cannot stay, I will go forth, compassionate people will give me as much as I require.
Thereupon she caused her maimed arms to be bound to her back, and by
sunrise she set out on her way, and walked the whole day until night fell. Then she came
to a royal garden, and by the shimmering of the moon she saw that trees covered with
beautiful fruits grew in it, but she could not enter, for it was surrounded by water. And
as she had walked the whole day and not eaten one mouthful, and hunger tormented her, she
thought, ah, if I were but inside, that I might eat of the fruit, else must I die of
hunger. Then she knelt down, called on God the Lord, and prayed. And suddenly an angel
came towards her, who made a dam in the water, so that the moat became dry and she could
walk through it. And now she went into the garden and the angel went with her. She saw a
tree covered with beautiful pears, but they were all counted. Then she went to them, and
to still her hunger, ate one with her mouth from the tree, but no more. The gardener was
watching, but as the angel was standing by, he was afraid and thought the maiden was a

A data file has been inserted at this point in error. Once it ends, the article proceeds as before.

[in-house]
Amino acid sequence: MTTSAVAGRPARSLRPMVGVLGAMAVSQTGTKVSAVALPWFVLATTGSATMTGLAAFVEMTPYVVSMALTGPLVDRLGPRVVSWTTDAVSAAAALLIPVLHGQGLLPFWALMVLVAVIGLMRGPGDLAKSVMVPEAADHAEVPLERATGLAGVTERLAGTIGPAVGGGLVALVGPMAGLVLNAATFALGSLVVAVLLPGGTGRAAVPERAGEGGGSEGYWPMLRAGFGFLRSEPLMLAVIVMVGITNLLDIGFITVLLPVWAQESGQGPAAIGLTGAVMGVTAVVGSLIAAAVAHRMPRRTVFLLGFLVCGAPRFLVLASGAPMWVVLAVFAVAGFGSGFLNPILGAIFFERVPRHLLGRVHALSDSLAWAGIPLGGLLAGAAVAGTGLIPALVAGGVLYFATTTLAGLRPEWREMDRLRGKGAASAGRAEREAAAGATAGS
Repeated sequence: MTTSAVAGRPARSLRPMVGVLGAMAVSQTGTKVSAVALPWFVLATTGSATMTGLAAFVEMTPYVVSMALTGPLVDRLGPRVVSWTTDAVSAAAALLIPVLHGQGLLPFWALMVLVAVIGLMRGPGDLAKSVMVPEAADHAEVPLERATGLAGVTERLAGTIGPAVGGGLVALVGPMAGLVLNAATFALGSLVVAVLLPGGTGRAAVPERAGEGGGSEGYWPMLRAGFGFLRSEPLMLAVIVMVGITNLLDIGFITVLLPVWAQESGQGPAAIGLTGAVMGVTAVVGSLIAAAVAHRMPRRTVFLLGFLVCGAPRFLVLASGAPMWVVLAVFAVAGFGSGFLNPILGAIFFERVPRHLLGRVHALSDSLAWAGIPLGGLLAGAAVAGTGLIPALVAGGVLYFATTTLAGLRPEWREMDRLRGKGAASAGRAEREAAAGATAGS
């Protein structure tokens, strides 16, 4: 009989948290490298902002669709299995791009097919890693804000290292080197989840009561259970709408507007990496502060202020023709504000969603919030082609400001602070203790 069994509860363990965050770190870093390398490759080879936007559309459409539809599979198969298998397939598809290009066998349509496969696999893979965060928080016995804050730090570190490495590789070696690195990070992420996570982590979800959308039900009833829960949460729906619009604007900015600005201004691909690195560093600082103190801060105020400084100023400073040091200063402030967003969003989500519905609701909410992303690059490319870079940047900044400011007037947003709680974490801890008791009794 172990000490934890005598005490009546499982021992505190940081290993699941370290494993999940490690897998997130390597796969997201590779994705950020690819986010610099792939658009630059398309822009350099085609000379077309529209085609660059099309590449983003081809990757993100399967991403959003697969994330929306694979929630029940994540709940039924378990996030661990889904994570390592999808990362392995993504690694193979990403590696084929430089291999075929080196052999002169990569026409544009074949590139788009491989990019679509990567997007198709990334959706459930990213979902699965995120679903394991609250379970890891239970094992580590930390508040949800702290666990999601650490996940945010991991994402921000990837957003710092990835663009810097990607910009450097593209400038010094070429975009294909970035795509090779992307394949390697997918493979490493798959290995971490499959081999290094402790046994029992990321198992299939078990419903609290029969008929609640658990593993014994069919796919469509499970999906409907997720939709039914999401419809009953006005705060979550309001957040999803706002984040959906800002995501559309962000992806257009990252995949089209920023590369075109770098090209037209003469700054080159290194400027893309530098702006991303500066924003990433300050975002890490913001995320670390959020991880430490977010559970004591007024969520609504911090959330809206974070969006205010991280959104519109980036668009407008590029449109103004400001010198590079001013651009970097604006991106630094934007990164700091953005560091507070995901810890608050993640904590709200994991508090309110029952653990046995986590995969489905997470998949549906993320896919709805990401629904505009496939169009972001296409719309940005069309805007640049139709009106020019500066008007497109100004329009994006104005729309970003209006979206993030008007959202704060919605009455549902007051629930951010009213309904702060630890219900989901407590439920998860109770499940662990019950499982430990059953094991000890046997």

spirit, and was silent, neither did he dare to cry out, or to speak to the spirit. When
she had eaten the pear, she was satisfied, and went and concealed herself among the
bushes. The king to whom the garden belonged, came down to it next morning, and counted,
and saw that one of the pears was missing, and asked the gardener what had become of it,
as it was not lying beneath the tree, but was gone. Then answered the gardener, last
night, a spirit came in, who had no hands, and ate off one of the pears with its mouth.
The king said, how did the spirit get over the water, and where did it go after it had
eaten the pear. The gardener answered, someone came in a snow-white garment from heaven
who made a dam, and kept back the water, that the spirit might walk through the moat. And
as it must have been an angel, I was afraid, and asked no questions, and did not cry out.
When the spirit had eaten the pear, it went back again. The king said, if it be as you
say, I will watch with you to-night.
When it grew dark the king came into the garden and brought a priest
with him, who was to speak to the spirit. All three seated themselves beneath the tree and
watched. At midnight the maiden came creeping out of the thicket, went to the tree, and
again ate one pear off it with her mouth, and beside her stood the angel in white
garments. Then the priest went out to them and said, "Do you come from heaven or from
earth? Are you a spirit, or a human being?" She replied, "I am no spirit, but an
unhappy mortal deserted by all but God." The king said, "If you are forsaken by
all the world, yet will I not forsake you." He took her with him into his royal
palace, and as she was so beautiful and good, he loved her with all his heart, had silver
hands made for her, and took her to wife.
After a year the king had to go on a journey, so he commended his